Companies that create annual budgets will find their 2021 budget busted because of the rapidly increasing rise in the price of talent – both for internal employees and for talent provided by third-party service providers. Even the wage situation six months ago is significantly different from now, as are the chances for hiring and retaining the necessary talent to meet business needs. What should your company expect, and how can you manage this situation?

Read more in my blog on Forbes

Potential War For IT Talent In 2021 | Blog

At Everest Group, we study a lot of forward-looking indicators, and we believe the service market prospects for next year are significant. In a recent blog, I talked about anticipating a robust market in the third-party services space in 2021. However, companies face a surplus of opportunities in the coming year at the same time as they face a scarcity of talent.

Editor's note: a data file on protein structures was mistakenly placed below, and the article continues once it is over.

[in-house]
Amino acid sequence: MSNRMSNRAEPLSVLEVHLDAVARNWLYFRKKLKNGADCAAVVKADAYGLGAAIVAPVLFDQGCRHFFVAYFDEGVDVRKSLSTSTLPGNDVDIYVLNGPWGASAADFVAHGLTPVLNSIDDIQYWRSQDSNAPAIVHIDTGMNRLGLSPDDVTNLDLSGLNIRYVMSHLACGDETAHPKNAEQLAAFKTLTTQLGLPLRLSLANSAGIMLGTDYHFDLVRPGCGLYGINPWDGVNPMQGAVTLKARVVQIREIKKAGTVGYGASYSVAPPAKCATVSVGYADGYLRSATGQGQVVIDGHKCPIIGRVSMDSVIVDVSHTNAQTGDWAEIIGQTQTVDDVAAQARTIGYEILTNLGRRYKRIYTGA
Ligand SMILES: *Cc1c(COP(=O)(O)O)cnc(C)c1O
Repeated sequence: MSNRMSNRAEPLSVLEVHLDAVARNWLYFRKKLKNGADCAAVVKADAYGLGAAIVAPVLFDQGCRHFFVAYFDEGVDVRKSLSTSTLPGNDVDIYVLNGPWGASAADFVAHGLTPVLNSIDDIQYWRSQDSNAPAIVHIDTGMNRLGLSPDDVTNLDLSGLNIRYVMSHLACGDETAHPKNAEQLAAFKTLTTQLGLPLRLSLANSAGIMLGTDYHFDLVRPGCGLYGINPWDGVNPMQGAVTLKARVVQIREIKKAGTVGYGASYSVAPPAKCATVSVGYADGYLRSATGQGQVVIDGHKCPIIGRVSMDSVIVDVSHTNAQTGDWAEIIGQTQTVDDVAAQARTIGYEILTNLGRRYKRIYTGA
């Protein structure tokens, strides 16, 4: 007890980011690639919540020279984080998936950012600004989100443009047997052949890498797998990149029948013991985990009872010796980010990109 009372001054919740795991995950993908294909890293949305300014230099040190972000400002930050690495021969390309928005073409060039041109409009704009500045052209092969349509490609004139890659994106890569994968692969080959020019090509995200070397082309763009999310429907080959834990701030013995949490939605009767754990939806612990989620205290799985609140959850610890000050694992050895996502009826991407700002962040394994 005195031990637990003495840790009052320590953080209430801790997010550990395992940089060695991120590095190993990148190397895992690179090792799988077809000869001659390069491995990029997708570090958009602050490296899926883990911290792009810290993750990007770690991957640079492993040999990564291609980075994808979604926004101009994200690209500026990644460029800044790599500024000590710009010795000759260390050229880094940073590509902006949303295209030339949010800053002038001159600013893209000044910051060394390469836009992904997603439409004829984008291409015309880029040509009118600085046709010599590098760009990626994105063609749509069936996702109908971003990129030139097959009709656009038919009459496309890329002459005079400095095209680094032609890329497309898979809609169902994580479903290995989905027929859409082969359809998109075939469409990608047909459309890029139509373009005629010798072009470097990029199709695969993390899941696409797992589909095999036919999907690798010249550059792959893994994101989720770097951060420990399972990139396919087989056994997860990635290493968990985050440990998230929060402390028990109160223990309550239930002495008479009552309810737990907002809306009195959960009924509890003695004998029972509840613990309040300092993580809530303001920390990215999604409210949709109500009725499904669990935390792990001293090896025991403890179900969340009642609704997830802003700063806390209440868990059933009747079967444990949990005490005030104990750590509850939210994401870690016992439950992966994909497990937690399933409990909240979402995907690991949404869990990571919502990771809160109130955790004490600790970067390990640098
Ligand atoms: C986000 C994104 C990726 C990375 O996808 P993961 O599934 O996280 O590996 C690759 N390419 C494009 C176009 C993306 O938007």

Read more in my blog on Forbes

Will COVID-19 Ease the Relentless War for Talent? | Blog

While some people in the global services industry think that large scale unemployment and the slowdown in growth due to the COVID-19 pandemic may reduce the talent demand-supply gap, we wholeheartedly disagree. Indeed, we believe that strategic workforce planning has become even more critical for the global services industry.

Here are four reasons why organizations need to accelerate their workforce initiatives right now.

Talent shortages will become acute